24. Andrew Shaffer is a lovely storyteller would make a wonderful professor, but I have to say I had a hard time finishing this book, compared to his Philosophers In Love collection, which just blew me away I think because there was a solid theme with the Philosophers, while the Rogues were a bit messier I felt like the first half of the book was just a blur of European Authors that got addicted to opium maybe wrote a little Maybe I was just familiar with the philosophers so was intrigued by thei [...]

    25. When you pick this book up, you wonder if it s going to be a glorification of some of the rogues of writing I have to say, it s a relief that it isn t Shaffer is very clear that, although he feels most of today s authors are boring, the people he profiles succeeded despite their addictions, not because of them Personally, I ve seen too many people buy into the You have to have a miserable life, or one dedicated to excess, to be an artist myth So it s a nice surprise that this book doesn t suppor [...]

    26. I haven t been able to do much reading lately because I am dedicated to a writing project, but this book offered an opportunity to read in snatches It consists of a series of mostly 3 5 page portraits of authors ranging from the Marquis de Sade to contemporaries, but most of it is devoted to the nineteenth and early twentieth centuries It focuses on writers who were addicted to alcohol, drugs,and or sex Most of these writers burned themselves out at a young age, though a few, such as William Fau [...]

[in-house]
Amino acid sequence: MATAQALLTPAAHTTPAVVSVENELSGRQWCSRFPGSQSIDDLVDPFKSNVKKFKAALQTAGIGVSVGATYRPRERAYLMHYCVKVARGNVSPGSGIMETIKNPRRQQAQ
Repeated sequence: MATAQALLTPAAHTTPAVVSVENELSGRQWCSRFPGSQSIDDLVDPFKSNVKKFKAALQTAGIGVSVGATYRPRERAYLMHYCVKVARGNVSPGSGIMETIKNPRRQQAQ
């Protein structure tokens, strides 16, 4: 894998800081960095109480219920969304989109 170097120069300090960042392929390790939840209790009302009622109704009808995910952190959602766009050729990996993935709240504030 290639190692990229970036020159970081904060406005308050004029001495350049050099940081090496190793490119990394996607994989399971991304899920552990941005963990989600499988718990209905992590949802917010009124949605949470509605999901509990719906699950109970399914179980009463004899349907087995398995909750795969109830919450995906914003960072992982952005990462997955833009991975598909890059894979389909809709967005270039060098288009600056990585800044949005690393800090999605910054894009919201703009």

27. I ve got to say, the book really loses momentum after Marquis de Sade, but how can you top such golden shit as his wife sold her silver shoebuckles to pay for the giant wooden dildos the Marquis entertained himself with in prison , or the part where he basically opens up his own personal harem full of school children he d hired to be attendants, or the part where he makes a hooker drink a chalice of his own cum at gunpoint And yeah, there s the laugh out loud absurd bits afterwards the details o [...]

    28. First of all, I had no idea until earlier today that Andrew Shaffer had written Fifty Shames of Earl Grey, a parody that I quite enjoyed I m impressed that he was able to produce such different works, though there are bits of humor injected into Literary Rogues While some of these stories were familiar to me particularly F Scott Fitzgerald s, since I just read a fictionalized account of his final years , others were a surprise to me I d hate to call the chapters entertaining since many great aut [...]